In the comments section of a post over on Winds of Change one of the commenters asked for commentary for Russian-readers on this article, West Unleashes Shahids on Russia. I quickly scanned the article and responded that it appeared to me that the writer was complaining about the soft treatment being given to Chechen terrorists in the Western press, particularly in the British press. This would seem to me to be fair comment.
Examples of this softness include a variety of codewords to describe Chechen terrorists including “freedom fighters”, “insurgents”, etc. in describing the terrorists. This failure of the Western press is, of course, not limited to Chechen terrorists.
Russian President Vladimir Putin has said that mid-level officials in the U.S. government were undermining his country’s war on terrorism by supporting Chechen separatists, whom he compared to al Qaeda leader Osama bin Laden. … But Putin said each time Russia complained to the Bush administration about meetings held between U.S. officials and Chechen separatist representatives, the U.S. response has been “we’ll get back to you” or “we reserve the right to talk with anyone we want.”
Putin blamed what he called a “Cold War mentality” on the part of some U.S. officials, but likened their demands that Russia negotiate with the Chechen separatists to the U.S. talking to al Qaeda.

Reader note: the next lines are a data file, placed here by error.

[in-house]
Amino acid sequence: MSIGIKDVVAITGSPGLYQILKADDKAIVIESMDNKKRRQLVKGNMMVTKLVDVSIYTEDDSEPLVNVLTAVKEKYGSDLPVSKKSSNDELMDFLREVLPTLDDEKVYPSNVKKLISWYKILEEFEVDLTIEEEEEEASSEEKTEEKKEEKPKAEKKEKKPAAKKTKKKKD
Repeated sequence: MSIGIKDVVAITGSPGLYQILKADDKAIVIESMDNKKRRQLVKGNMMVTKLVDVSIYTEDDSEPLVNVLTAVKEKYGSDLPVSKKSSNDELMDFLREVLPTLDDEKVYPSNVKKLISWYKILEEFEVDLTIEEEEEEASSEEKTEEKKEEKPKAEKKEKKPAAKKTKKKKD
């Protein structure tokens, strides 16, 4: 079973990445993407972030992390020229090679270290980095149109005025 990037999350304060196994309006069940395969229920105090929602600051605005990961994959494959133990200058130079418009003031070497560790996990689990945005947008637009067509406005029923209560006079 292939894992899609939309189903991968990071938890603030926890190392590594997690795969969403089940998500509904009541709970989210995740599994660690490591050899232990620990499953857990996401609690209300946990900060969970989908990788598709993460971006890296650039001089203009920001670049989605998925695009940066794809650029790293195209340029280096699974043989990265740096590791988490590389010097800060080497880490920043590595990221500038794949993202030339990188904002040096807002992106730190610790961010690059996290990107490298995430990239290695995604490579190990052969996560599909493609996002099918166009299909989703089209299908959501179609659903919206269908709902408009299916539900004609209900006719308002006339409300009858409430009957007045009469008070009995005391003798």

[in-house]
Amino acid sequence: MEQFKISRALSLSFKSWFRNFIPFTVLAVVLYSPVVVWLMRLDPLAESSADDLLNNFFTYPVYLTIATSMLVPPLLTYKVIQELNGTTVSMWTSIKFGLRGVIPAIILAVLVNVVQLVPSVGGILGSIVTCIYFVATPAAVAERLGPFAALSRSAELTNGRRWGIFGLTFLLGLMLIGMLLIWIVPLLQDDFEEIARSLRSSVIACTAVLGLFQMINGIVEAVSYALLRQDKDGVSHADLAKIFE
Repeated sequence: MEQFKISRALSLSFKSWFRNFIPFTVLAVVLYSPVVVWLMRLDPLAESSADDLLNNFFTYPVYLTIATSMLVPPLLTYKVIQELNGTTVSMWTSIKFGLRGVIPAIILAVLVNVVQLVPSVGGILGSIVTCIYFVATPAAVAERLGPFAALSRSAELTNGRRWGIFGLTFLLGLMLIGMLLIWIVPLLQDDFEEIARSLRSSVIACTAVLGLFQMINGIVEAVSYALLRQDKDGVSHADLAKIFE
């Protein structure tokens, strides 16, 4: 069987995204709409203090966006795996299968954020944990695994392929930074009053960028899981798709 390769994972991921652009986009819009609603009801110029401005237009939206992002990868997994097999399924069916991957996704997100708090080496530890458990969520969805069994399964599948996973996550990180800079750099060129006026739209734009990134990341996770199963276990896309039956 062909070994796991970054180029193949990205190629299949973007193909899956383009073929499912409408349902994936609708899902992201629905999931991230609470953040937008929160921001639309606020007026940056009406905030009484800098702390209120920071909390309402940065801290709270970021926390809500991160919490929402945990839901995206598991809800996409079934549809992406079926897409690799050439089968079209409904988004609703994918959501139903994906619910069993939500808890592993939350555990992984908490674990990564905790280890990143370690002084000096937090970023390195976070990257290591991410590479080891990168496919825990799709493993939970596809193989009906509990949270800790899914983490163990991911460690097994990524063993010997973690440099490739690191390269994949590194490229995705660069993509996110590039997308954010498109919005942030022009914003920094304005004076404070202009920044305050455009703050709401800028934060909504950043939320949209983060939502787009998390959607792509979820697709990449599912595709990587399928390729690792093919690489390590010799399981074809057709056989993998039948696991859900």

These are not “freedom fighters,” Putin said. “Would you talk with Osama Bin Laden?” he asked.
That places things in a much clearer context.
The Russian press is not immune to this problem frequently using the word “attackers” to characterize the thugs that seized the school in Beslan (although they did use the word “terrorists”, too).
I have long thought and said that antagonizing Russia does not further our interests and that we would be far wiser in making common cause with her in fighting the terrorism that threatens us both. But are all Chechens terrorists? I doubt it. Are all Chechen separatists terrorists? I don’t honestly know the answer to this question.
I certainly believe that Maskhadov, president of the Chechen Republic, needs to separate himself from the clearly terrorist elements among his fellows as some of the more sensible Chechens are encouraging him to do. And I do recognize that this would be a dangerous move for him.
But with blood in the eyes of Mr. Putin and the Russians ambiguity will be far more dangerous to all Chechens.
As to the U. S. role, I need to do a little research on what we have actually been doing in Chechnya. I’ll get back to you.
UPDATE: Link to Beltway Traffic Jam